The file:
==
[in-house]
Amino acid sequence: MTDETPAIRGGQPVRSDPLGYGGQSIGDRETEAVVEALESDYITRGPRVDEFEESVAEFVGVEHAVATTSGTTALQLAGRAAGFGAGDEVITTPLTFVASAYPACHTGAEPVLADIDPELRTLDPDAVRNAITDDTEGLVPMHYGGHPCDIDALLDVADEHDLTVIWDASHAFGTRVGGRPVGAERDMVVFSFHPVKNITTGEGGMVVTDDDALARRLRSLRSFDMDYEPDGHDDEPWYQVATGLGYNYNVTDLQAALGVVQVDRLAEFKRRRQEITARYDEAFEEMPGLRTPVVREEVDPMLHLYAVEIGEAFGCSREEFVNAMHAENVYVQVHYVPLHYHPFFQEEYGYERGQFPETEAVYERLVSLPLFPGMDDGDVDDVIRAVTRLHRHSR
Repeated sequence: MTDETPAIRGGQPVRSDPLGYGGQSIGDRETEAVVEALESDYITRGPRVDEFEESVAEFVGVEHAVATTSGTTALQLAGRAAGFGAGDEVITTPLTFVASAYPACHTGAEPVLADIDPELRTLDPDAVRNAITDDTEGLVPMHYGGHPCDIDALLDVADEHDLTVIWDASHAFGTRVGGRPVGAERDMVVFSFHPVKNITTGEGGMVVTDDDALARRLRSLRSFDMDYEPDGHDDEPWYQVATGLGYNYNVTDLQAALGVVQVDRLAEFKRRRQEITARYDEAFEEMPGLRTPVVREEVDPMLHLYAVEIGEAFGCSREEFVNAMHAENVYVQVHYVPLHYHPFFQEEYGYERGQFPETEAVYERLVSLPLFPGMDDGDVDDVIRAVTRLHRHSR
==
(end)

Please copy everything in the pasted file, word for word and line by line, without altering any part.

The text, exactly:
[in-house]
Amino acid sequence: MTDETPAIRGGQPVRSDPLGYGGQSIGDRETEAVVEALESDYITRGPRVDEFEESVAEFVGVEHAVATTSGTTALQLAGRAAGFGAGDEVITTPLTFVASAYPACHTGAEPVLADIDPELRTLDPDAVRNAITDDTEGLVPMHYGGHPCDIDALLDVADEHDLTVIWDASHAFGTRVGGRPVGAERDMVVFSFHPVKNITTGEGGMVVTDDDALARRLRSLRSFDMDYEPDGHDDEPWYQVATGLGYNYNVTDLQAALGVVQVDRLAEFKRRRQEITARYDEAFEEMPGLRTPVVREEVDPMLHLYAVEIGEAFGCSREEFVNAMHAENVYVQVHYVPLHYHPFFQEEYGYERGQFPETEAVYERLVSLPLFPGMDDGDVDDVIRAVTRLHRHSR
Repeated sequence: MTDETPAIRGGQPVRSDPLGYGGQSIGDRETEAVVEALESDYITRGPRVDEFEESVAEFVGVEHAVATTSGTTALQLAGRAAGFGAGDEVITTPLTFVASAYPACHTGAEPVLADIDPELRTLDPDAVRNAITDDTEGLVPMHYGGHPCDIDALLDVADEHDLTVIWDASHAFGTRVGGRPVGAERDMVVFSFHPVKNITTGEGGMVVTDDDALARRLRSLRSFDMDYEPDGHDDEPWYQVATGLGYNYNVTDLQAALGVVQVDRLAEFKRRRQEITARYDEAFEEMPGLRTPVVREEVDPMLHLYAVEIGEAFGCSREEFVNAMHAENVYVQVHYVPLHYHPFFQEEYGYERGQFPETEAVYERLVSLPLFPGMDDGDVDDVIRAVTRLHRHSR